Among the areas Kipling toured were villages in the Punjab and the North-West Provinces. He was particularly drawn to the Punjab, and especially to Lahore, where he evokes its atmospheric charm: ‘where the dyer hangs out his cloths fresh from the dye vat in brilliantly tinted streamers, and the pigeons flutter and perch along the dusty mouldings, while the green parrots shoot like emeralds from the clear blue of the cold-weather sky into dark shadows under the fretted eaves’. The Punjab was also celebrated for its wealth of village crafts, the artisan castes forming more than a fifth of the population.

In 1873, Kipling applied for the post of principal of a new school of art in Lahore, the latest in the Government’s network of schools, after those in Calcutta, Madras and Bombay. By 1875 he had moved to Lahore, accepting a dual appointment as the first principal of the Mayo School of Industrial Art, later, in 1958, to be renamed as the Lahore National College of Art, and acknowledged today as Pakistan’s premier art school. He was also to be the curator of the Central Museum in Lahore, now known as the Lahore City Heritage Museum.

Kipling had a vision of a partnership between the museum and school as a key to the future of Indian arts and cultural heritage. His belief was that students, craftspeople and potential purchasers of their work, should all have access to actual examples of India’s heritage and exposure to contemporary art, arranging changing exhibitions.

As museum administrator, he enriched its collection of contemporary and traditional crafts, and insisted on informative captions and improved cataloguing. He also gave it a more inclusive outreach, offering school visits and interacting with the city, giving the museum a wider role in the community as a campaigner for the conservation of Lahore’s architectural heritage. This resulted in the salvage of many fine examples, and by 1886 Kipling had transformed the museum.

Nowadays, one of the claims to fame of the Lahore museum, is its Gandharan holding, though this author did not see many important examples of same, when visiting a decade or so ago. Where have they gone to – these exquisite sculptural examples of the symbiosis of Greek and Buddhist culture? Suffice it to say, in 1879, the British Museum acquired prime examples, and through Kipling’s exports, Gandharan sculpture became the South Kensington Museum’s main attraction, supplanting the display of Punjabi crafts. As founder and editor of the Journal of Indian Art, Kipling wrote in 1878: ‘The world, by the way, is slow to recognise how much artists have to do in the framing of modern society’. Nevertheless, he felt it was his role to present a reassuring image of the ‘true’ India, as a cultured land of past empires, palaces and temples and of present stability, especially after the India Revolt of 1857-1858, which had shocked Britain. In his journalism, he did manage to slip in comments on social concerns such as the crushing poverty, widespread illiteracy, and even the rise of nationalism.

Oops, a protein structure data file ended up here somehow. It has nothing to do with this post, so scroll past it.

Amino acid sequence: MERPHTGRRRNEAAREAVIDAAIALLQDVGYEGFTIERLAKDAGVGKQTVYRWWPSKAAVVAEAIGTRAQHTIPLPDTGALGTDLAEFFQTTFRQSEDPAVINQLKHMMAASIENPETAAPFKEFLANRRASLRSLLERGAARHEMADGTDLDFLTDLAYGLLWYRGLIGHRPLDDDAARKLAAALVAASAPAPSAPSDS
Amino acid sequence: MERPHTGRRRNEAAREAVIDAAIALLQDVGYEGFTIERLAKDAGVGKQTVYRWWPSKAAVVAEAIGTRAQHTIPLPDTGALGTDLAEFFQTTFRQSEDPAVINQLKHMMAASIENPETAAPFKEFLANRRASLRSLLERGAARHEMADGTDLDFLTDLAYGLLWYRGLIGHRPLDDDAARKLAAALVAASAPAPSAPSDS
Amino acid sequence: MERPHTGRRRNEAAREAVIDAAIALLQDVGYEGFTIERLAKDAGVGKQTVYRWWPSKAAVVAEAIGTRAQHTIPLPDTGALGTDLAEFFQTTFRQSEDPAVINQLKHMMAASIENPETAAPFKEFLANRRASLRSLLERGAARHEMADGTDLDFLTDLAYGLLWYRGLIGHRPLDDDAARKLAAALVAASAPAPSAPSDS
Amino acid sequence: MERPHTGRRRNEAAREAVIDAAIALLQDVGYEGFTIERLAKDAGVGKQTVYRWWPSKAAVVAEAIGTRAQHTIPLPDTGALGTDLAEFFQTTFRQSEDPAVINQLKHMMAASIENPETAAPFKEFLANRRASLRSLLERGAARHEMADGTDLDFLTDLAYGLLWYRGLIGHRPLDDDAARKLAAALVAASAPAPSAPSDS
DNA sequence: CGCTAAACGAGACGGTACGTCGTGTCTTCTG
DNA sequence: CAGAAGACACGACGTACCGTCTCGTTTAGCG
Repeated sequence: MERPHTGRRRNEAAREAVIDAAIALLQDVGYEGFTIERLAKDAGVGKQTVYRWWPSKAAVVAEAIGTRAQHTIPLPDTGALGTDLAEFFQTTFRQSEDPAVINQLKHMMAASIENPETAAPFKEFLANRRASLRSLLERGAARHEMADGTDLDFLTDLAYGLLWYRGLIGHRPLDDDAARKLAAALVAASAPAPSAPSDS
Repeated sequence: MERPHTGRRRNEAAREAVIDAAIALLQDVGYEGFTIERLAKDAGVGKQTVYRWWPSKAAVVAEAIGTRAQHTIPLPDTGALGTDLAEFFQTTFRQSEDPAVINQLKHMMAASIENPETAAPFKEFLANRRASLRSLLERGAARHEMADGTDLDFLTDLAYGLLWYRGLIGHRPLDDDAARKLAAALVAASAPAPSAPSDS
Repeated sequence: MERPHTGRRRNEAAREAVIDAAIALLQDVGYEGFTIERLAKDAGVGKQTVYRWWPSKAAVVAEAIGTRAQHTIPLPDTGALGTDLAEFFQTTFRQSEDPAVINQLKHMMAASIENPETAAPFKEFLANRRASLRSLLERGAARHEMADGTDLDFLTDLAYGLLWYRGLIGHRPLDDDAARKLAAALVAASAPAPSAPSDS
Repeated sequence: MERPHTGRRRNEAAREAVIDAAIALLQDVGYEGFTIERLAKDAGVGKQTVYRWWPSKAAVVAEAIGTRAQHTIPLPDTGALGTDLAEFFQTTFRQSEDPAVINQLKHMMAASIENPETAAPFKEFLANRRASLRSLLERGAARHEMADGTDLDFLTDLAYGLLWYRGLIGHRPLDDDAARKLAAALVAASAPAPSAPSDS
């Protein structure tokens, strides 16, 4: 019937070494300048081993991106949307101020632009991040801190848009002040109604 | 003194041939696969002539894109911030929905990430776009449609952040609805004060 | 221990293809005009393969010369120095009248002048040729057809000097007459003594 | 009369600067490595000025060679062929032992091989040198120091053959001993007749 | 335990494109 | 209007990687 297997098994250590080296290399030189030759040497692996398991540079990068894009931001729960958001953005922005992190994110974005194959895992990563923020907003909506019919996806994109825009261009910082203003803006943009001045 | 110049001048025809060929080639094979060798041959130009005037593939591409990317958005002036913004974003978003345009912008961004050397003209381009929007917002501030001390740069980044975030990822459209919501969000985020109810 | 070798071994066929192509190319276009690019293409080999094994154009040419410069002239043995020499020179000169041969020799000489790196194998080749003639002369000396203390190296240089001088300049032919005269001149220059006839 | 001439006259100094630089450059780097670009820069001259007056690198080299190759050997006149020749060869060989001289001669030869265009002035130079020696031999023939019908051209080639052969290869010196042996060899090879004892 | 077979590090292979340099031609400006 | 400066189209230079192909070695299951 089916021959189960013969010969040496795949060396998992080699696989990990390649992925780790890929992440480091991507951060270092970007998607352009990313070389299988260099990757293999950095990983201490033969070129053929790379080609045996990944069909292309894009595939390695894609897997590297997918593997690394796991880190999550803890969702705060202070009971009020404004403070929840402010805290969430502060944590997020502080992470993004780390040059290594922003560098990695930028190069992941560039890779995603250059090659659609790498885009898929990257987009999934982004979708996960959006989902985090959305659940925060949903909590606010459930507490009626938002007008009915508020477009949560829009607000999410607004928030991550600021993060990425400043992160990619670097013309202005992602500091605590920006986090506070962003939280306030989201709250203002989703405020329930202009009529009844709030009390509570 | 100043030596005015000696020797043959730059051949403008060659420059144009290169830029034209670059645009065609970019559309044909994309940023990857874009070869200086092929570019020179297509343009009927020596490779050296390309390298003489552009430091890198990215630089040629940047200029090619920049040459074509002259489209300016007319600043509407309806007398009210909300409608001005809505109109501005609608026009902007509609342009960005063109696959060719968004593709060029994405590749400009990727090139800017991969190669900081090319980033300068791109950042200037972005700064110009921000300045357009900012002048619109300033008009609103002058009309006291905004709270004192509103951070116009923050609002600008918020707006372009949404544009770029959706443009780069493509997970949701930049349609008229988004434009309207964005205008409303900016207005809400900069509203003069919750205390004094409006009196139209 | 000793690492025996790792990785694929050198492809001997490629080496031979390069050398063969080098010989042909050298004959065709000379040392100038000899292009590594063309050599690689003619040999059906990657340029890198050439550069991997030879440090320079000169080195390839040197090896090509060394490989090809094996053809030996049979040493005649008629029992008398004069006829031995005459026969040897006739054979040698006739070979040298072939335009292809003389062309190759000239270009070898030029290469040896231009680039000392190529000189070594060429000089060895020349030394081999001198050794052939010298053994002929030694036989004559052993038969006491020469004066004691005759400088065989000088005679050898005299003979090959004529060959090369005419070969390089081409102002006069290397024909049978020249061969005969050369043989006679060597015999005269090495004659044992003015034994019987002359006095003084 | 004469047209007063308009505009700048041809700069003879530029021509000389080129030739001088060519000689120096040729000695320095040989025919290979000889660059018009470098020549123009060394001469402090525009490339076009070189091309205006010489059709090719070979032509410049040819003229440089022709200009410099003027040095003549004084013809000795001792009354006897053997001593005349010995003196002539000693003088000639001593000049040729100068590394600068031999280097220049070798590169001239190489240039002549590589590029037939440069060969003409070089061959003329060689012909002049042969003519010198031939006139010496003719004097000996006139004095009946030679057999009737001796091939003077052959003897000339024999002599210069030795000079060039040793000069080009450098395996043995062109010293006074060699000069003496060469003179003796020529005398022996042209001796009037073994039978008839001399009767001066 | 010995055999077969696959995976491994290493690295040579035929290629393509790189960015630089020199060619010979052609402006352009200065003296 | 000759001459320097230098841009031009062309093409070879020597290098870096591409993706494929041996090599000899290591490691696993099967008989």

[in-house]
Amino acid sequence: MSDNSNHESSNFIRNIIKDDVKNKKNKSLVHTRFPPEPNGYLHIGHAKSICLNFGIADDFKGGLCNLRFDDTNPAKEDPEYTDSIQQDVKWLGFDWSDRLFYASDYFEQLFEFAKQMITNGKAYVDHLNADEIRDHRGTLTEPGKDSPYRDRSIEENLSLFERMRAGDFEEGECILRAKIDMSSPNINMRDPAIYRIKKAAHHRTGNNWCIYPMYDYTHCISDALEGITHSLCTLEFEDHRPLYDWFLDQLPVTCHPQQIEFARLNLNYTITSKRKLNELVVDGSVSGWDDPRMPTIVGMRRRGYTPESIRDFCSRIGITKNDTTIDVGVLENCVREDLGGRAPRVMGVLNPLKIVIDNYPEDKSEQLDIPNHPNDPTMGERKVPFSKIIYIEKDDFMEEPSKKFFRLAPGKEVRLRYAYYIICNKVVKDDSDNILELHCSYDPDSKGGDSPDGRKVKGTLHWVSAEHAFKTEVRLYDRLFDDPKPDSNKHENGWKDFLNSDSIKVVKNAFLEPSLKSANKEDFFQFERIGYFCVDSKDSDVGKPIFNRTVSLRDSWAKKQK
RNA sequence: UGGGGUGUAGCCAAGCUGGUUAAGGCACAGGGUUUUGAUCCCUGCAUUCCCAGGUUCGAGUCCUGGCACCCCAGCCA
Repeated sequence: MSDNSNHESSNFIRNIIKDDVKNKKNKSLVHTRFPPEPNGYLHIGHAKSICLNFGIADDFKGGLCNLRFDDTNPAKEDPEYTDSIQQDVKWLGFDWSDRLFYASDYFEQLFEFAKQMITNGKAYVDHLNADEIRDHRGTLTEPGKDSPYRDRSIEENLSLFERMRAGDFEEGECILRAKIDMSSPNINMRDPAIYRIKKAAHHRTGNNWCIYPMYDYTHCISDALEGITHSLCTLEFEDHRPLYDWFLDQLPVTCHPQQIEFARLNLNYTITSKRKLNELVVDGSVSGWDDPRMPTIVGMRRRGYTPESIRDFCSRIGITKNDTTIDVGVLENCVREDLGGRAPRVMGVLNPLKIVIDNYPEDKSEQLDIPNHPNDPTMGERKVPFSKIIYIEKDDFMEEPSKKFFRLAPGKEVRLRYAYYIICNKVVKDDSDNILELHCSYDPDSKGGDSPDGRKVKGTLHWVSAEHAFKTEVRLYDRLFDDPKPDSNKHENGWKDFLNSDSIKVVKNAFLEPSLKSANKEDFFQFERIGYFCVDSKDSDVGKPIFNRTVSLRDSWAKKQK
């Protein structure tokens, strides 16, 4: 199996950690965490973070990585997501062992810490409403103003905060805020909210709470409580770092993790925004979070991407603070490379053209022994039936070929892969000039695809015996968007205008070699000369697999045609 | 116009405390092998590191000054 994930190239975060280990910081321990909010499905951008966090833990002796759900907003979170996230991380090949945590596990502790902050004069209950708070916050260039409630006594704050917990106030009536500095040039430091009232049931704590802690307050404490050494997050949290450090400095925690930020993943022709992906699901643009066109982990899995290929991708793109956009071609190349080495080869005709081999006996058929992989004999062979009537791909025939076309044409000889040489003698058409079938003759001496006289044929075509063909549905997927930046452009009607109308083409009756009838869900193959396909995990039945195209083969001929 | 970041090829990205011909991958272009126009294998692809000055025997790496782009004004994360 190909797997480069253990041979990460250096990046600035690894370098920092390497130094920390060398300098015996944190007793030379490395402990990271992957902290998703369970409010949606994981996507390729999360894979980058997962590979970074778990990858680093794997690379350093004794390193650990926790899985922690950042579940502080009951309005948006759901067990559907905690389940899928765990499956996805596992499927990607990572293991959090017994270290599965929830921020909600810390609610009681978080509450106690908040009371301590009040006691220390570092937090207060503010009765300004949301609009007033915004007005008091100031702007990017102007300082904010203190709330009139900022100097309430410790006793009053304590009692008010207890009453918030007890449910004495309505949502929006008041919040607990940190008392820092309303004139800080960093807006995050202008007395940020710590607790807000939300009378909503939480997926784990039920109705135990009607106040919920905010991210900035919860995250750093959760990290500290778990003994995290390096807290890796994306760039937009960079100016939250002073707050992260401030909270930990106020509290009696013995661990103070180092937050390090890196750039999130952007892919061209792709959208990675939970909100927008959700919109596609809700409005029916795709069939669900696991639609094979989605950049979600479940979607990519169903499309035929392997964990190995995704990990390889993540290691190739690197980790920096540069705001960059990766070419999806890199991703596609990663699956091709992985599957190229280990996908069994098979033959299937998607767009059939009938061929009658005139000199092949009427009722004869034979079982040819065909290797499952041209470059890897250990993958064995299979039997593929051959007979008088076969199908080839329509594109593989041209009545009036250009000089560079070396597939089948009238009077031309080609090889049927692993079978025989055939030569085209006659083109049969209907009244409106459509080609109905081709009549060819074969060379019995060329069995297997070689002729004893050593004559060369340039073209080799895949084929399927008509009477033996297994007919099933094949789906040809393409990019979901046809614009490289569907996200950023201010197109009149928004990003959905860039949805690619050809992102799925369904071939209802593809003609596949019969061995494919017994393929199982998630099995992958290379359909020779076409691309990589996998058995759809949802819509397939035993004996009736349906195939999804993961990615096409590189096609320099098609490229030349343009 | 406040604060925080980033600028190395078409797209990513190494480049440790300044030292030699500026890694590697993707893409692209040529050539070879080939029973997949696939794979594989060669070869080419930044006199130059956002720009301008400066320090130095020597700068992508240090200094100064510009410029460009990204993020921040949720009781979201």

At Lahore’s Mayo School of Industrial Art, the syllabus Kipling designed included drawing. Another insistence shared by other art school principals was geometry and the study of the English language. His own more enlightened five-year syllabus not only covered painting and modelling, but also more practical subjects such as carpentry, carving and joining, blacksmithing, architectural drawing and building construction. It is clear that he designed the courses with hereditary artisans in mind, but he also wanted to expand their range and engage them with changing times.

Kipling’s attitude and practice both at the school and the museum were clearly ahead of their time, but resulted in frequent clashes with the colonial administration. Repeatedly he was criticised for his rejection of Western-art styles in Indian art education, and ran into serious conflict over his attempts to mitigate the adverse effects of cheap British imports such as textiles, increasingly impoverishing India’s artisans.

After 18 years in Lahore, Kipling retired in 1893, suffering from ill health. By the time he left India, accolades had accumulated for his success as curator of the Lahore City Heritage Museum. Not only had visitor numbers risen substantially, but the collections had grown and diversified, including holdings from the Indus Valley, Jain, Hindu and Buddhist treasures, as well as art and crafts, photographs and models of artisans showing stages of design, manufacture and materials.

As to Kipling’s legacy for the Lahore National College of Arts, he said: ‘the school has undoubtedly been the means of creating and fostering an appreciation of Indian art, which is spreading and will continue to spread’. I leave you, dear reader, to contrast the legacies of Kipling, father and son.


Until 2 April, Lockwood Kipling: Arts and Crafts in the Punjab and London at the V&A , London, John Lockwood Kipling: Arts & Crafts in the Punjab & London is published by BGC Yale, ISBN 9780300221596, £40

by Juliet Highet